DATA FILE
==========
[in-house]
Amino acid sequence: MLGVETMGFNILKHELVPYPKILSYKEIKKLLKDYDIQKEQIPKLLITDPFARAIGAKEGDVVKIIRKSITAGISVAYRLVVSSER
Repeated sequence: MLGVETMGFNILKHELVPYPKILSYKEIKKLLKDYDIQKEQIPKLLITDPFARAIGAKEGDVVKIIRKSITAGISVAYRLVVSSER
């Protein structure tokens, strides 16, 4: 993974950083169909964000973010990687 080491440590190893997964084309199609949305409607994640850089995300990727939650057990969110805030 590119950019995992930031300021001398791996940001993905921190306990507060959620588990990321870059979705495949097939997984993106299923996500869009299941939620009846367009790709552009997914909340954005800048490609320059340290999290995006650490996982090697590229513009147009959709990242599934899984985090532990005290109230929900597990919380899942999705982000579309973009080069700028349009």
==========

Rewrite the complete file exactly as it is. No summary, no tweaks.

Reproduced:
[in-house]
Amino acid sequence: MLGVETMGFNILKHELVPYPKILSYKEIKKLLKDYDIQKEQIPKLLITDPFARAIGAKEGDVVKIIRKSITAGISVAYRLVVSSER
Repeated sequence: MLGVETMGFNILKHELVPYPKILSYKEIKKLLKDYDIQKEQIPKLLITDPFARAIGAKEGDVVKIIRKSITAGISVAYRLVVSSER
């Protein structure tokens, strides 16, 4: 993974950083169909964000973010990687 080491440590190893997964084309199609949305409607994640850089995300990727939650057990969110805030 590119950019995992930031300021001398791996940001993905921190306990507060959620588990990321870059979705495949097939997984993106299923996500869009299941939620009846367009790709552009997914909340954005800048490609320059340290999290995006650490996982090697590229513009147009959709990242599934899984985090532990005290109230929900597990919380899942999705982000579309973009080069700028349009």